Actually we know exactly where it went. We have worked and worked and worked on our home, MoonancerX and it sure has paid off. She looks gorgeous, better than she has ever looked since we've owned her, not to mention some of the underwater issues that we have found, and dealt with properly. She has 4 coats of paint on her hull, the cockpit is completely scraped, sanded and cetolled with the recommended 3 coats. Our living quarters right now look like hell and its hard to move around because so much of the 'stuff' that usually lives up on deck and in the cockpit is stored down below. Anyway here are some pictures of her from the outside, we'll post cockpit pictures later.

Royal Artillery Insignia

The wall on which this was carved was entirely strafed with bullet holes. The royal Artillery was my father's regiment. I wondered as I stood there if he had also stood in the same place as a young gunner.

Living on the hard in Malta

Living on the Hard in Malta

It has been brought to my attention that my blog entries have been tardy of late. Actually they’ve been non-existent. Could that be indicative of how interesting our new life in this boat yard is? Yes it could appear that way, but our in-communicability has been very frustrating, and we have been working very hard on MoondancerX.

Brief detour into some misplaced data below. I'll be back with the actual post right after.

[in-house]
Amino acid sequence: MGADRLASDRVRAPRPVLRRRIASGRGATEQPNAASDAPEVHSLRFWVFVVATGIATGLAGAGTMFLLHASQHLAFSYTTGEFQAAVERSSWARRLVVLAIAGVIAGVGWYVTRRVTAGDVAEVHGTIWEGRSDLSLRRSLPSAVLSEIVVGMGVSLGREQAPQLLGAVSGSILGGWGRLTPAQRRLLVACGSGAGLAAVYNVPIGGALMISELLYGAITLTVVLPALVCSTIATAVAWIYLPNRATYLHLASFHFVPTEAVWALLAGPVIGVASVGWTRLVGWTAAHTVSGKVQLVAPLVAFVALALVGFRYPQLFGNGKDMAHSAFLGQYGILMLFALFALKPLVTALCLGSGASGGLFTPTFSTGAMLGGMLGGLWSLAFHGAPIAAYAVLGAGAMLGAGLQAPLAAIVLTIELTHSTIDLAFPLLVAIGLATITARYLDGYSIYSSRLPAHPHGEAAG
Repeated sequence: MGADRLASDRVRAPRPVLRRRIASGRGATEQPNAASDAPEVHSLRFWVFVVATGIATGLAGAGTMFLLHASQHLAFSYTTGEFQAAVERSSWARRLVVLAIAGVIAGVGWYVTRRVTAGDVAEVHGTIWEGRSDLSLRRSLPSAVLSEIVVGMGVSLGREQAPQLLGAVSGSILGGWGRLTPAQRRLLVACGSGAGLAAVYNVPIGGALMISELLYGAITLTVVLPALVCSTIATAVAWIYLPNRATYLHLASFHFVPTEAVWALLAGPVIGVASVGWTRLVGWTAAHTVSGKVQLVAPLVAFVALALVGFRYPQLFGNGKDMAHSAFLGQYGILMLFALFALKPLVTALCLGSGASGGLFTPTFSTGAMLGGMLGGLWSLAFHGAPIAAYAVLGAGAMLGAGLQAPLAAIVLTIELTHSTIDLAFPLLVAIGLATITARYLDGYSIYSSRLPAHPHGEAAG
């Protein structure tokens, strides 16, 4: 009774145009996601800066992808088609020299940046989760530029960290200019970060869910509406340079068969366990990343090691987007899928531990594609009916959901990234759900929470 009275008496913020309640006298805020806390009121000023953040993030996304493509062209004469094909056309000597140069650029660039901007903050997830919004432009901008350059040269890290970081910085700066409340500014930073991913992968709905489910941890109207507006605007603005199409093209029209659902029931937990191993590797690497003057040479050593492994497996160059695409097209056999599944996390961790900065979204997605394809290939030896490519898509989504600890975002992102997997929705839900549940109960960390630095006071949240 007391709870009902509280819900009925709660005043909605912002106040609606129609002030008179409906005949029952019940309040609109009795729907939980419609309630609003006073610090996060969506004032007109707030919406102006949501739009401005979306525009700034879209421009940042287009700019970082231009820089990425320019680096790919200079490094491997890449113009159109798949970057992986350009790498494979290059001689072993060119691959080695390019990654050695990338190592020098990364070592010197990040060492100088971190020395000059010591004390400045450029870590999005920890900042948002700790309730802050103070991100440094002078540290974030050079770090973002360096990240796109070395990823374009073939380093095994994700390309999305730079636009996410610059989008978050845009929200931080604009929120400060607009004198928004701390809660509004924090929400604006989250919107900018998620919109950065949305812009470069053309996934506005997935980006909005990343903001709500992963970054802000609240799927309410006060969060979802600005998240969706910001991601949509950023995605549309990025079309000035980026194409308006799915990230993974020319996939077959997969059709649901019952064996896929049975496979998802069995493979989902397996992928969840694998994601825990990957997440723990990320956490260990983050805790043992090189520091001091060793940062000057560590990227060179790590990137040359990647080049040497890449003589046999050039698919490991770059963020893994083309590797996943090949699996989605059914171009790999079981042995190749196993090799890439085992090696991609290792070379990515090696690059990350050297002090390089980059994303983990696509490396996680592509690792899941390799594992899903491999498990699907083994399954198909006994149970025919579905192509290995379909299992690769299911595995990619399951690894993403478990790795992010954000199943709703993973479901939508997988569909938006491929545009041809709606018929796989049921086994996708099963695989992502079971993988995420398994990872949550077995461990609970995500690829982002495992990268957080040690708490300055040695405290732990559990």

When we got a good look at her on our return from Canada/England we thought she looked very sad and shabby, and the initial chore which in itself was major – scraping and re-finishing all of her woodwork, has now turned into a mammoth task. We are now re-painting her entire hull aswell. And when all that’s done before we return her to the water we’ll give her a couple of coats of bottom paint. Painting the hull has incurred lots of preparation work, and locating the paint a lot of leg work.
So during these days of hard physical labour, where are upper bodies are either being built up to gargantuum proportions OR just wrecked…

Fishing with Anne and Mick

Here's one video - I think

A couple of videos